Dijon is perhaps best known for its mustard (named after the town), which is still produced locally, but it is also one of the most beautiful cities in France, and its historic buildings and byways were not heavily damaged by bombing in World War Two and are largely intact.
Dijon was for some time the capital of the Dukes of Burgundy. Burgundy was a great power during the 14th and 15th centuries, when the dukes controlled a large part of what is now northeastern France, western Germany, Belgium, and the Netherlands.
The dukes were great patrons of the arts, so Dijon was a major centre of Gothic and early Renaissance music, painting, and sculpture, attracting some of the greatest and most famous artists and musicians from Flanders in particular. The music the great composers left behind can be performed anywhere, but it is particularly in the fields of sculpture and architecture that masters left a lasting mark on Dijon.
Today, Dijon is a cosmopolitan city, with universities in the centre and industrial plants on the outskirts. Traffic is restricted in the centre of the city, so many parts of central Dijon are quiet and relaxing.
Dijon is famous for its mustard: the term Dijon mustard (moutarde de Dijon) designates a method of making a particularly strong mustard relish. This is not necessarily produced near Dijon, as the term is regarded as genericized under European Union law, so that it cannot be registered for protected designation of origin status. Most Dijon mustard (brands such as Amora or Maille) is produced industrially and over 90% of mustard seed used in local production is imported, mainly from Canada. In 2008, Unilever closed its Amora mustard factory in Dijon. Dijon mustard shops also feature exotic or unusually-flavoured mustard (fruit-flavoured, for example), often sold in decorative hand-painted faience (china) pots.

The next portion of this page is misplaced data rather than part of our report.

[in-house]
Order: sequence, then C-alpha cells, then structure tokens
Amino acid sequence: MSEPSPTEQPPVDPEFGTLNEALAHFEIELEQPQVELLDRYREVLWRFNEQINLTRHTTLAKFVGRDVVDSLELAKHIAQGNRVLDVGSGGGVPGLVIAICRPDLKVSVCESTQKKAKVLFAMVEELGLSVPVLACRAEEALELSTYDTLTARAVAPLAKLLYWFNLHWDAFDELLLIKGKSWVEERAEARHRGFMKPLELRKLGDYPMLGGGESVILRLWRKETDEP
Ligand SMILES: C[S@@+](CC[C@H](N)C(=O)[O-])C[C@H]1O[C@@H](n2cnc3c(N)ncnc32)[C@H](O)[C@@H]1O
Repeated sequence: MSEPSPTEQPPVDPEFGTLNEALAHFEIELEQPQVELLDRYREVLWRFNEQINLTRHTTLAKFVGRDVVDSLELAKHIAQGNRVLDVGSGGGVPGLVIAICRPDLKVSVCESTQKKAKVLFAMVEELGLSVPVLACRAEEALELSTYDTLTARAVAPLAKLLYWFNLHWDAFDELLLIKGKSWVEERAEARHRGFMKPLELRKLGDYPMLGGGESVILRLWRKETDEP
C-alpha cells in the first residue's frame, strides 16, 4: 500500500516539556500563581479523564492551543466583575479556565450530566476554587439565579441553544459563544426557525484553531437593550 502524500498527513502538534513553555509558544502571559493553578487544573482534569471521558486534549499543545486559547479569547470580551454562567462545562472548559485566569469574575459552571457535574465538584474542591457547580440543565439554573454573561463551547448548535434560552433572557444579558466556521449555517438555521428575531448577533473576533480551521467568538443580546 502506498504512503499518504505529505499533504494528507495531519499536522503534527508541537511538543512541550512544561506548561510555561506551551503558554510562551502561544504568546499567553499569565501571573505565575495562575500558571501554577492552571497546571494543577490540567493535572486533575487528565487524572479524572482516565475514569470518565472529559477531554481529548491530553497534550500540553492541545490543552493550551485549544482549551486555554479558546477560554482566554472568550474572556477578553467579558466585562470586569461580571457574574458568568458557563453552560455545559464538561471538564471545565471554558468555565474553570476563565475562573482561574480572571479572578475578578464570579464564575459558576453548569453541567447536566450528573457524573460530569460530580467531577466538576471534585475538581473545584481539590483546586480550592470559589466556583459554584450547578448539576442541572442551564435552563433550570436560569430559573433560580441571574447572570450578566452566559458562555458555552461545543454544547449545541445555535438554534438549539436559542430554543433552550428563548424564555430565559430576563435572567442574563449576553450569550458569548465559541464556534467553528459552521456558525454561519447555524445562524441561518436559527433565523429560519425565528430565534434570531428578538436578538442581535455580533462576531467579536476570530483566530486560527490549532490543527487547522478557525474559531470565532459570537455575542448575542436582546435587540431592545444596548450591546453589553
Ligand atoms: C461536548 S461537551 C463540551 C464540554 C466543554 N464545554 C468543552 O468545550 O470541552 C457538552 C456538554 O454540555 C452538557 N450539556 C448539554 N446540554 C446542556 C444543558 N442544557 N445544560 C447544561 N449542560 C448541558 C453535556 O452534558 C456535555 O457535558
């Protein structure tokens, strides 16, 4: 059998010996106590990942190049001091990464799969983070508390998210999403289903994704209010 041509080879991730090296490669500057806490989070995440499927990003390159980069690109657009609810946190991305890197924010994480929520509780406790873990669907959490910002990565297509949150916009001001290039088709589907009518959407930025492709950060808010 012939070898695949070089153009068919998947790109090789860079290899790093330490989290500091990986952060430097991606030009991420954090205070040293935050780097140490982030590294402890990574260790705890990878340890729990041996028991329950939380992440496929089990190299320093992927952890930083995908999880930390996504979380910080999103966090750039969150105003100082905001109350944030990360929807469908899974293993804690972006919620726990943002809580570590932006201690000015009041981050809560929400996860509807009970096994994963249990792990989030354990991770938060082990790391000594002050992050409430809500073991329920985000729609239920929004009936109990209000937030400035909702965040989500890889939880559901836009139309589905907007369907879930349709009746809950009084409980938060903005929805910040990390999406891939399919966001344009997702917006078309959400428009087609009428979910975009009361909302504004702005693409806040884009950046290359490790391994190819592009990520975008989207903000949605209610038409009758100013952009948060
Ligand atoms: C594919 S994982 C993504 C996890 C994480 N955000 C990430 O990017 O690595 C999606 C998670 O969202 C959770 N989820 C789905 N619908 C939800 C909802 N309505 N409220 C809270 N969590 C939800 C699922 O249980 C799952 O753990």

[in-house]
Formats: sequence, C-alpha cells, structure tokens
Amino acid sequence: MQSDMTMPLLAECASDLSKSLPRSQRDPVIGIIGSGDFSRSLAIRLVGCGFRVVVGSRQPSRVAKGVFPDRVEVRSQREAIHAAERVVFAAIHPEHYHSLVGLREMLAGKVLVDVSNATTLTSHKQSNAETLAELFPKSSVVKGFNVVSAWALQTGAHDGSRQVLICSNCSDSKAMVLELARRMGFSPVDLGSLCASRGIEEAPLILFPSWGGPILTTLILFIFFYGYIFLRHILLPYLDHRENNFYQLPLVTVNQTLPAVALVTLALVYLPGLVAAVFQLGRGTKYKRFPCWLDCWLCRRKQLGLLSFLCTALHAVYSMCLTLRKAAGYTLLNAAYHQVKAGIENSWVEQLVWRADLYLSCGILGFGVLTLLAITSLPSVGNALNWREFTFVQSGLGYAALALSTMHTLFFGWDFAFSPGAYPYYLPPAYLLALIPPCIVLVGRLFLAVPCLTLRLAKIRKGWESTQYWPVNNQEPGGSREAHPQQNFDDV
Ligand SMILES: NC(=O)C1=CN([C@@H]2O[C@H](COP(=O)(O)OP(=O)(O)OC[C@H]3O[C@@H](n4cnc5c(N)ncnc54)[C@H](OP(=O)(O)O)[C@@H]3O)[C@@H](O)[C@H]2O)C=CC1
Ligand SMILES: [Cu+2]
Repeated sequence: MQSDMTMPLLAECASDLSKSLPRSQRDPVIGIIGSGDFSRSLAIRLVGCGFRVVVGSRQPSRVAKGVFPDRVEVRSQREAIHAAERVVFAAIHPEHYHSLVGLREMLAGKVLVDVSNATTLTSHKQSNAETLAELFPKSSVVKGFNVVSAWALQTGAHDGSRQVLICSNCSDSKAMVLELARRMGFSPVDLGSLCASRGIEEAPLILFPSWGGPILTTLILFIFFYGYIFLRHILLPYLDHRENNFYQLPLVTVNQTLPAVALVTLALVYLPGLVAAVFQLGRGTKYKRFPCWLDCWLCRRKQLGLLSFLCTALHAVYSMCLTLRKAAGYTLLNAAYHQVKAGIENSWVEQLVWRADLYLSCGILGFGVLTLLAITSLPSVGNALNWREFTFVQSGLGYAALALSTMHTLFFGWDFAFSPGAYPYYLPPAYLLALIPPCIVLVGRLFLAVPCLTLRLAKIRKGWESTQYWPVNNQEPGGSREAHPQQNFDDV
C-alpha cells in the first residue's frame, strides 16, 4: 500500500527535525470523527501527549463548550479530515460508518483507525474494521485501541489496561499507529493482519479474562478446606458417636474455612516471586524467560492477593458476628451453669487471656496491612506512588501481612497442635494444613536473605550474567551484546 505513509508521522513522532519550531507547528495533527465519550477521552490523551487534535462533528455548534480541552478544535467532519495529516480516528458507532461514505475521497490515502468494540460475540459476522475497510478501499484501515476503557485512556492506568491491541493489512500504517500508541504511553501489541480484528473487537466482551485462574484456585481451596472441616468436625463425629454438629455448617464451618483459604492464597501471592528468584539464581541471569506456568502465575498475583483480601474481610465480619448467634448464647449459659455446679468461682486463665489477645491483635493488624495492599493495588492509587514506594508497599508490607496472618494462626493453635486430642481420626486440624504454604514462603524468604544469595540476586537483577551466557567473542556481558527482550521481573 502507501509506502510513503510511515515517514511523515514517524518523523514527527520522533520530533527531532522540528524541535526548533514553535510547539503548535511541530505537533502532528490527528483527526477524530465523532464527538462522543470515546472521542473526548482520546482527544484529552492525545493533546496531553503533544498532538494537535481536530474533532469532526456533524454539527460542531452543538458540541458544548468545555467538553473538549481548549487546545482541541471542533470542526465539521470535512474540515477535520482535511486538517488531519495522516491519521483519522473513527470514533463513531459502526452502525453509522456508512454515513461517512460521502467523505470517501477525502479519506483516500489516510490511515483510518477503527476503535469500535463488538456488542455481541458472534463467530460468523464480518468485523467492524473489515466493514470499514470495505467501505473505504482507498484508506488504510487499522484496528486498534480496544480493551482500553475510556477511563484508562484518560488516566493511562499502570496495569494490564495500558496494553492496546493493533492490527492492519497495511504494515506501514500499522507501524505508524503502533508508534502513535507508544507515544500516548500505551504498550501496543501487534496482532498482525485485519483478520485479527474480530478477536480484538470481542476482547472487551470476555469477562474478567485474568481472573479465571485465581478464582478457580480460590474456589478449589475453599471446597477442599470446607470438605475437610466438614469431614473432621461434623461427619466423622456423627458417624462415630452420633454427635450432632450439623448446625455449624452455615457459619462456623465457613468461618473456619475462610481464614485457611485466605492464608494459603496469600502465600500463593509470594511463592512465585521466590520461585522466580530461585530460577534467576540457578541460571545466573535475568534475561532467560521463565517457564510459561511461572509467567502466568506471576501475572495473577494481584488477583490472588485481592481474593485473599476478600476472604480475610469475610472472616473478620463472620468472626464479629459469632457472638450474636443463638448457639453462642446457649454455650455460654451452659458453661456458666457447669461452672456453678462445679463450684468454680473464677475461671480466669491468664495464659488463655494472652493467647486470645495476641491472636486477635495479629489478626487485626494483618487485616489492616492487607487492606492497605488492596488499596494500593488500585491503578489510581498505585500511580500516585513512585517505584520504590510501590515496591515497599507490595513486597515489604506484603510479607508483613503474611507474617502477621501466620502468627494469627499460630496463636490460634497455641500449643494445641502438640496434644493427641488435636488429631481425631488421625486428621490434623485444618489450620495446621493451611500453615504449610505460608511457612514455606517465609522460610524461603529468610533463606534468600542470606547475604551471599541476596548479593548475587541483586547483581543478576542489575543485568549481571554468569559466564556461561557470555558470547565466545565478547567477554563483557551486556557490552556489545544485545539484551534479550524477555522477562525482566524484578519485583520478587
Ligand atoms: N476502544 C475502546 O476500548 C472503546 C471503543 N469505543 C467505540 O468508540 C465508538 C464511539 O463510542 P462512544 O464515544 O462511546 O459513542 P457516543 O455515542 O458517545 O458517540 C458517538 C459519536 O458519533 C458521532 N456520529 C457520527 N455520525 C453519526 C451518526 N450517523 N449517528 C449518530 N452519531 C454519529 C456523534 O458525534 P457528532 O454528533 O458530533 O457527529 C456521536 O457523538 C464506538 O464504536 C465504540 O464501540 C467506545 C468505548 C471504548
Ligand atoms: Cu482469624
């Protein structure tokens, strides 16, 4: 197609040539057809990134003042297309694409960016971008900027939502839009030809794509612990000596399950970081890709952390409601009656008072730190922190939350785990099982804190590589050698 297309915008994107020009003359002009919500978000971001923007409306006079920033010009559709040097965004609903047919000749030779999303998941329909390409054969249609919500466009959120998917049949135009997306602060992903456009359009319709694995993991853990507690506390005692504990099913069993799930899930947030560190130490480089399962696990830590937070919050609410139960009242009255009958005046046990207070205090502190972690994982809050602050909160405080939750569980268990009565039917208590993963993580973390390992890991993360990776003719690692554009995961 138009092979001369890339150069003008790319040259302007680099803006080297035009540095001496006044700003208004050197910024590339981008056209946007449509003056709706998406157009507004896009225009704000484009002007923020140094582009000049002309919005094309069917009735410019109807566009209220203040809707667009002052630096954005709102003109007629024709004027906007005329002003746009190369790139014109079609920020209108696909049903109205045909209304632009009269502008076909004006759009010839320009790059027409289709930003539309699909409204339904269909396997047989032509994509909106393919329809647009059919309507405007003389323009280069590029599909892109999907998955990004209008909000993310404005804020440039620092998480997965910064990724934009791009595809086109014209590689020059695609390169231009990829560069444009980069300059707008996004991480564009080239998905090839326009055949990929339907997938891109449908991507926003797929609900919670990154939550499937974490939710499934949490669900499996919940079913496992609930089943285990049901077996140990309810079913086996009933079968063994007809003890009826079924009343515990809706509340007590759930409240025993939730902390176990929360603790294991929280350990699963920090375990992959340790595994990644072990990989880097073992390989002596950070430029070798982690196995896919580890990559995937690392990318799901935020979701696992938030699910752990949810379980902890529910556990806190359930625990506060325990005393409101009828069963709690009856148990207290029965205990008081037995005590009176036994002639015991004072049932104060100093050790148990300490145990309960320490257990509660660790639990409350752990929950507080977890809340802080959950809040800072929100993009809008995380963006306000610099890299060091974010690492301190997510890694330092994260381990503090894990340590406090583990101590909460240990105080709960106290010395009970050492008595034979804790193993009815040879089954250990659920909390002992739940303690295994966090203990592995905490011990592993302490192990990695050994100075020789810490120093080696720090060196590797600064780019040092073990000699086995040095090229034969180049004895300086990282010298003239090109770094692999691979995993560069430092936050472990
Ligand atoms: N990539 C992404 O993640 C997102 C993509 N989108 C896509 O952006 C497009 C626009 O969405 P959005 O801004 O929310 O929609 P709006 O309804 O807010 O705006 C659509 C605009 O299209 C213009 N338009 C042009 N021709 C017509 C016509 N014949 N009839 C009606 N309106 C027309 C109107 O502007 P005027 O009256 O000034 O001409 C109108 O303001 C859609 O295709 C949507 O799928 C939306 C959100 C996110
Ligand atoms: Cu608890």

As the capital of the Burgundy region, Dijon reigns over some of the best wine country in the world. Many superb vineyards producing vins d’appellation contrôlée, such as Vosne-Romanée and Gevrey-Chambertin, are within 20 minutes of the city center. The town’s university boasts a renowned oenology institute. The road from Santenay to Dijon, known as the route des Grands Crus, passes through an idyllic countryside of vineyards, rivers, villages, forests, and 12th century churches. The city is also well known for its crème de cassis, or blackcurrant liqueur, used in the drink known as “Kir”, a mixture of white wine, especially Bourgogne aligoté, with blackcurrant liqueur, named after former mayor of Dijon canon Félix Kir.
Discover a wealth of information on travelling by Motorhome, Caravan or Boat when planning your holiday or trip of a lifetime
Which ever way you wish to travel, do it with style!